Its that time of year again, there’s a new Oh Sees album on the horizon and cinder and smoke on the wind. The band follows up their punishing LP Smote Reverser with the rather excellently titled Face Stabber on August 16th. The band is the latest to lead with more than the listener can chew, offering up no bite-sized singles an instead bracing for the album’s release with the 21+ minute closer “Henchlock.” The song is a massive organ & sax slasher, with no darth of John Dwyer’s guitar-scuzz pyrotechnics. The band’s never really stopped crushing the garage-psych axis and this is documented proof that Dwyer and co. remain the perennial authority on how to build an empire of sound. Lock in and fuzz out to “Henchlock” below.



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Oh Sees – “Clearly Invisible”

Its quite possible that Oh Sees never rest, never sit still, and never let the feedback die down. Off of a tour and LP from last year (and with the inevitable new one coming sometime in the next year) the band lays down a single-track one-sided EP bonus for the fans. Seems that Dwyer and the band are as ardent Simply Saucer fans as I am and they’ve worked up a live in the studio cut of a Saucer jam from the fringes. “Clearly Invisible” existed purely as a live cut within Simply Saucer’s world and hearing John and crew tackle it with the intent to further dive into the sonic supernova is exciting. The track’s all tension, a nearly 15+ minute build of menace with crisp-fried guitar noodles topping it like a holiday casserole. The track touches the Hawkwind totem and seeps out into the furthest expanses of cosmic brain fry. While its probably best as a fan piece for completists and psych warriors, rather than an entry into Oh Sees chamber of psychedelic wonders, that’s not to diminish the impact of this limited gem. Wrapped up in the stunning photography of Martin Oggerli, this one begs the question of whether your Oh Sees shelf can squeeze one more.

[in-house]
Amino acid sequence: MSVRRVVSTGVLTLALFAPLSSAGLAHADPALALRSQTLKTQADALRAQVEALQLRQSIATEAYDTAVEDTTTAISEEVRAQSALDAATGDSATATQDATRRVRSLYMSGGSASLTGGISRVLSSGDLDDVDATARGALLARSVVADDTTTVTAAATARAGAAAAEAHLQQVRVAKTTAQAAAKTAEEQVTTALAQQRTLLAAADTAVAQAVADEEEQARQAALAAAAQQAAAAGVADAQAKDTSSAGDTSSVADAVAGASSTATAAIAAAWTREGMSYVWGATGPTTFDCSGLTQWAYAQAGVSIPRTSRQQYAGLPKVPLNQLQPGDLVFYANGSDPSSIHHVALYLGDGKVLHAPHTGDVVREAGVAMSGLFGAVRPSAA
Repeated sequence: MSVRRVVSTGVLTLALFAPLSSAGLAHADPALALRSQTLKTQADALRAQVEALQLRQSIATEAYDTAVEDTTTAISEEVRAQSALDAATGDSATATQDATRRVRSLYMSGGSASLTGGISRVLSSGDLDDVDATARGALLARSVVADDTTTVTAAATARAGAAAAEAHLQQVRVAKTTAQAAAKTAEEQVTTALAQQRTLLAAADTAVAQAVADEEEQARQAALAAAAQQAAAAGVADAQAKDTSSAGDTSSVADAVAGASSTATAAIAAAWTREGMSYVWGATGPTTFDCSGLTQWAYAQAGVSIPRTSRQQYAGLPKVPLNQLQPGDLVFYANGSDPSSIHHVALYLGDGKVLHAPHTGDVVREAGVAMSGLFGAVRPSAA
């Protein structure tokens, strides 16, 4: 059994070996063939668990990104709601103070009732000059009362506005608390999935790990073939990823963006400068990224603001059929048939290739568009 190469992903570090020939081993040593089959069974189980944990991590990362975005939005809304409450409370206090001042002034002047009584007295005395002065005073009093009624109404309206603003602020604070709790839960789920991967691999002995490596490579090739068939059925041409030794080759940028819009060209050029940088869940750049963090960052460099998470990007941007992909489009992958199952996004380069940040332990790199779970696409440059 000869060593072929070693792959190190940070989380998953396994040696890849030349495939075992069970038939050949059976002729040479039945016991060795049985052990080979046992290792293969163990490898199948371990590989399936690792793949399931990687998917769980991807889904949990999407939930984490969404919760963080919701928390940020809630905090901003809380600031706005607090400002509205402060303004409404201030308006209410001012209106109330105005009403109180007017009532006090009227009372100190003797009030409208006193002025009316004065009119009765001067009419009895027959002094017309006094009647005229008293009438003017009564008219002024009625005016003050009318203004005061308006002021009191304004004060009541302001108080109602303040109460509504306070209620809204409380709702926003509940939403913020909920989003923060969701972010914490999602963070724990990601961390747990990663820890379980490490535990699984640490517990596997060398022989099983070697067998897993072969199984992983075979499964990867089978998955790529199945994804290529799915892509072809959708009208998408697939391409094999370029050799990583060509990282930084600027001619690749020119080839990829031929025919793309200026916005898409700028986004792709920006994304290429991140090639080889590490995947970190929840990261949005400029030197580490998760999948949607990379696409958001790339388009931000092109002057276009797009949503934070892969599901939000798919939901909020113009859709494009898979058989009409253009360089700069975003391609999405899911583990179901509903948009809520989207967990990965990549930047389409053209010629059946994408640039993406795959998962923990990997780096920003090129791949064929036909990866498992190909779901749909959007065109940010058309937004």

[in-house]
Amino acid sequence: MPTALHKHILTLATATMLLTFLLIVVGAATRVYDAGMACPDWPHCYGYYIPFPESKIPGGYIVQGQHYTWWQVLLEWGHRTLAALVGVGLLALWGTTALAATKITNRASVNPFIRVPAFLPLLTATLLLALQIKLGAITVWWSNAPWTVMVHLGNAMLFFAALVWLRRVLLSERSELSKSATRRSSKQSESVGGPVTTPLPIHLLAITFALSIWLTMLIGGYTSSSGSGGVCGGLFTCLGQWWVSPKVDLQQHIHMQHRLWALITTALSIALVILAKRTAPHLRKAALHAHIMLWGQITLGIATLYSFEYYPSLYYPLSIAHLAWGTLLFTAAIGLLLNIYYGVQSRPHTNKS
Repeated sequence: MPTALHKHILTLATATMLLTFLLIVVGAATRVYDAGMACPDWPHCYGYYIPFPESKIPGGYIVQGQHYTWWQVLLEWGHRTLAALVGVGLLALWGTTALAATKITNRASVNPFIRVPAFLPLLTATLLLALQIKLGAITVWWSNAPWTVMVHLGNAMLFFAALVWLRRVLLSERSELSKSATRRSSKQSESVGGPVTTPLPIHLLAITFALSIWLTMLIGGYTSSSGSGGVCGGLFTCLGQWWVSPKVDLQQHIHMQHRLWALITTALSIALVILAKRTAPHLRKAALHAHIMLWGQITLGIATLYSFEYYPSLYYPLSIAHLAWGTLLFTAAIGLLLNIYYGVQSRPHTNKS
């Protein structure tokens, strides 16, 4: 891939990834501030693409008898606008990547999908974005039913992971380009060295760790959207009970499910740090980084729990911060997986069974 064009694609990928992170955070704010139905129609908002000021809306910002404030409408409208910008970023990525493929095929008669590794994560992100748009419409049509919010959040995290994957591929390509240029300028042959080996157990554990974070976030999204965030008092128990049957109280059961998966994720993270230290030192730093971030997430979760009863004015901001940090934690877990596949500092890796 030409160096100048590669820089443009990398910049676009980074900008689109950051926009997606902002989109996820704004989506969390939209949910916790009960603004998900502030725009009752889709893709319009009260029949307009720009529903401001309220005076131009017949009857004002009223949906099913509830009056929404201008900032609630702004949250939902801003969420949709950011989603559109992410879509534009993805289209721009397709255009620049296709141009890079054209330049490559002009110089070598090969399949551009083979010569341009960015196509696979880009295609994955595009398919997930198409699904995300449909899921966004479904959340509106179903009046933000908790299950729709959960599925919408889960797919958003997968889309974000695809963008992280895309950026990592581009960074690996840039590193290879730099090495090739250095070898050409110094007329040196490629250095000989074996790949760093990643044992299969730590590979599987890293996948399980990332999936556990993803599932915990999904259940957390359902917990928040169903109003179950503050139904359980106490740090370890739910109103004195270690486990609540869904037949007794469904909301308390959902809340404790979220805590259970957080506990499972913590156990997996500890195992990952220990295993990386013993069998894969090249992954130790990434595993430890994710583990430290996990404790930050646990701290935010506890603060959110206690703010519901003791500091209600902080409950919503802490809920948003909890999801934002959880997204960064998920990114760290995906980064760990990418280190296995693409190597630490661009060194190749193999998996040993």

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John Dwyer on Eddie Harris – I Need Some Money

There have been a few artists that remain the cornerstones of RSTB coverage, and without a doubt those are ones I’ve had on the wishlist for the Hidden Gems feature since it started up a couple of years back. Teetering near the top of that list has always been the madman John Dwyer. Thee Oh Sees have spanned 20 releases now and show no sign of slowing. Dwyer’s seared psych has always shown nods to some deeper cuts in the ’60s canon, and his latest LP stripped things back to a decidedly glycerine, serene version of the sound. I’d expected maybe a run towards that route, but that’s what keeps these pieces so interesting. Catching up with Dwyer, he gave an account of how Eddie Harris’ 1975 album I Need Some Money came into his life and the long-lasting impact it’s had on him.

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Oh Sees

Dropping an article doesn’t dampen the clamor that claws up from the very glowing soul of John Dwyer annually. His merry band’s evolved and mutated so many times that who could want to keep track at this point? We’ll shake it all out in the official biography at a later date, right? Down to four players, but using them with admirable precision, they even pull a cameo from longtime member Brigid Dawson on a few tracks here. The band’s taken a page from their kindred demons in King Gizz, kept the double drum attack and let it propel this album like a mechanical heart fed on coal fumes, nuclear fallout, and a bonfire constantly stoked with copies of Sleep’s Holy Mountain.

Last year’s A Weird Exits seemed a hard hill to top, but the band manages to dig darker, twist the knife further into the psychedelic wound and blow this out louder than Thee Oh Sees ever managed. Any lingering remnants of the garage phase of Thee Oh Sees are buried under the soil with Orc. They’re rummaging through the deepest end of the heavy psych costume trunk now and managing to make the squall take on a fresh finish. Bending German Progressive click tracks with metal rumble, breaking down into deep space eddies of calm, then sawing through them with a serrated slice of noise – everything you’ve loved about Dwyer and co. is here, but magnified and swollen to epic proportions and stuffed full of new tricks to boot.